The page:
The Pirates would threaten again in the top half of the second, but Kershaw and the Dodgers would get out of it. Casey McGehee would lead off the inning with a triple over the head of Matt Kemp in center field. Kershaw would recover to whiff both rookie Matt Hague, and second baseman Neil Walker. Former Dodger catcher Rod Barajas, also known to us as Big Rod, who now wears a Black and Yellow uniform would ground out to end the frame.
The middle innings of the game would breeze by, with the Dodgers still leading by a score of 1-0. The Dodgers put two men on in the bottom of the second. That would be when James Loney walked, and Uribe singled. But A.J. Ellis would fly out, and Kersahw grounded out to end the inning.
The Dodgers would also threaten in the bottom of the fifth, but would come up empty again. Uribe singled, and was sacrificed to second. Gordon walked to put two runners on. Mark Ellis’s grounder would end the scoring rally for the Blue.
The Pirates would finally tie it up in Kershaw’s last inning in the top of the seventh. Consecutive singles from Alex Presley and McCutchen would put runners at first and second. A fly ball to left from Casey McGehee would move Presley over to third. Juan Rivera’s throw was a tad late, which allowed McCutchen to tag up to second. Hague’s grounder to Gordon would plate Presley, and the Bucs tie the game at 1-1.
The Dodgers would put runners on base in the bottom of the seventh, but fail to score again. Pirate’s reliever Juan Cruz serves up singles to Uribe, and pinch-hitter Adam Kennedy. However Gordon would whiff like a statue, and the game remained tied.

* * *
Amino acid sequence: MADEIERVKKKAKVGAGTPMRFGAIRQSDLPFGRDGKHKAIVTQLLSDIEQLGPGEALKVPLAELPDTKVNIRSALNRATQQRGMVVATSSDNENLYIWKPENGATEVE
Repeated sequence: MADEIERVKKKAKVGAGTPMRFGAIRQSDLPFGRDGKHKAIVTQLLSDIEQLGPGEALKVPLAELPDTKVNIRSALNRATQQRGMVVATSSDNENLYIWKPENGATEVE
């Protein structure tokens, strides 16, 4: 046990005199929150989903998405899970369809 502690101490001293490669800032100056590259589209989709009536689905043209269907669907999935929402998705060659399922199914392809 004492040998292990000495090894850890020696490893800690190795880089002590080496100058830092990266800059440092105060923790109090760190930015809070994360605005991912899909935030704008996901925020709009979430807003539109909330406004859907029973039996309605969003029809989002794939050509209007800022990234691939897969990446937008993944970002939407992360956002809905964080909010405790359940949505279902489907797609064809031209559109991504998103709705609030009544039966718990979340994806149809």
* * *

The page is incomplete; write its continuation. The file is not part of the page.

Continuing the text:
Kenley Jansen would come in and blow away the Bucs in the top half of the eighth inning. He whiffs Big Rod and Clint Barmes, and gets Garrett Jones to ground out to end the frame. With the game still tied at 1-1 going into the bottom of the eighth, we were prepared to see extra innings. Especially the way the Dodgers kept stranding runners. But the Dodgers would finally break through in the bottom half of the eighth.
Buc’s right hander Jason Grilli was the unfortunate recipient of Andre Ethier’s clutch home run The inning started off innocently enough for the Dodgers. Mark Ellis, and Kemp would begin the frame by both whiffing. The birthday boy, Andre Ethier would blast a solo shot deep into the right field pavilion, to give the Dodgers a 2-1 lead.
That would be all the Dodgers would need. Javy Guerra, also known as the Javinator, or El Javy, would close out the game for the Dodgers. Jose Tabata whiffs on a called third strike for the first out of the frame. Presley singles. McCutchen would then ground into a game ending 6-4-3 double play. The Dodgers win 2-1! Kenley Jansen would pick up his first win of the season in relief. Pirate’s reliever Jason Grilli would be charged with the loss. Javy Guerra would record his third save of the season. This was Ethier’s sixth career walk-off home run for the Dodgers.
There was a buzz in the air that day, as the beginning of another exciting Dodger Baseball season was underway. Our worries would be put at ease, as Vin Scully would return to the Dodger broadcast booth on the last day of the home-stand. Kershaw’s magnificent pitching performance, and Andre Ethier’s beautiful home run would make the Opening Dre game perhaps one of the greatest of the 2012 Dodger season.